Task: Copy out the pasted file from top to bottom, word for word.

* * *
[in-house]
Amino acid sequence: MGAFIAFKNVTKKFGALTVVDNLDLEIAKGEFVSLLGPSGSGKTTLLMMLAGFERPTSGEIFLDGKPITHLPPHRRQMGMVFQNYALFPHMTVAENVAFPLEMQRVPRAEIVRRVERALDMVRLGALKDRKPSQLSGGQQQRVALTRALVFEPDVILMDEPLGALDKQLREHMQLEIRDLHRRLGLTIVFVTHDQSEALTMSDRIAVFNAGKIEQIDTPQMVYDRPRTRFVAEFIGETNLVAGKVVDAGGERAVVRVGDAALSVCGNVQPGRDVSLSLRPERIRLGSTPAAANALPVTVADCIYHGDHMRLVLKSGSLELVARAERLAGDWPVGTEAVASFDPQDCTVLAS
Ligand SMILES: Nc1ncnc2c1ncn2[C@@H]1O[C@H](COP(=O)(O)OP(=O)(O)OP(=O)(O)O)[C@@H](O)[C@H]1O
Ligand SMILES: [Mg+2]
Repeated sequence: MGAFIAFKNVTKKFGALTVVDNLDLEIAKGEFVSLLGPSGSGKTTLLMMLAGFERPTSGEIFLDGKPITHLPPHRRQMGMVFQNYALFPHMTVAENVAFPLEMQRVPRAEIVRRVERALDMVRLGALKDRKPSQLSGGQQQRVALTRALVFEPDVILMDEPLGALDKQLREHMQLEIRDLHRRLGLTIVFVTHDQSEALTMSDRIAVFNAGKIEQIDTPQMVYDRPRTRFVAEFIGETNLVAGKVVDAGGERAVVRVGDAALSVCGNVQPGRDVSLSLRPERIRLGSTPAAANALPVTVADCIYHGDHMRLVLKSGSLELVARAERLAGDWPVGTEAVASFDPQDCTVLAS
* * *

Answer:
[in-house]
Amino acid sequence: MGAFIAFKNVTKKFGALTVVDNLDLEIAKGEFVSLLGPSGSGKTTLLMMLAGFERPTSGEIFLDGKPITHLPPHRRQMGMVFQNYALFPHMTVAENVAFPLEMQRVPRAEIVRRVERALDMVRLGALKDRKPSQLSGGQQQRVALTRALVFEPDVILMDEPLGALDKQLREHMQLEIRDLHRRLGLTIVFVTHDQSEALTMSDRIAVFNAGKIEQIDTPQMVYDRPRTRFVAEFIGETNLVAGKVVDAGGERAVVRVGDAALSVCGNVQPGRDVSLSLRPERIRLGSTPAAANALPVTVADCIYHGDHMRLVLKSGSLELVARAERLAGDWPVGTEAVASFDPQDCTVLAS
Ligand SMILES: Nc1ncnc2c1ncn2[C@@H]1O[C@H](COP(=O)(O)OP(=O)(O)OP(=O)(O)O)[C@@H](O)[C@H]1O
Ligand SMILES: [Mg+2]
Repeated sequence: MGAFIAFKNVTKKFGALTVVDNLDLEIAKGEFVSLLGPSGSGKTTLLMMLAGFERPTSGEIFLDGKPITHLPPHRRQMGMVFQNYALFPHMTVAENVAFPLEMQRVPRAEIVRRVERALDMVRLGALKDRKPSQLSGGQQQRVALTRALVFEPDVILMDEPLGALDKQLREHMQLEIRDLHRRLGLTIVFVTHDQSEALTMSDRIAVFNAGKIEQIDTPQMVYDRPRTRFVAEFIGETNLVAGKVVDAGGERAVVRVGDAALSVCGNVQPGRDVSLSLRPERIRLGSTPAAANALPVTVADCIYHGDHMRLVLKSGSLELVARAERLAGDWPVGTEAVASFDPQDCTVLAS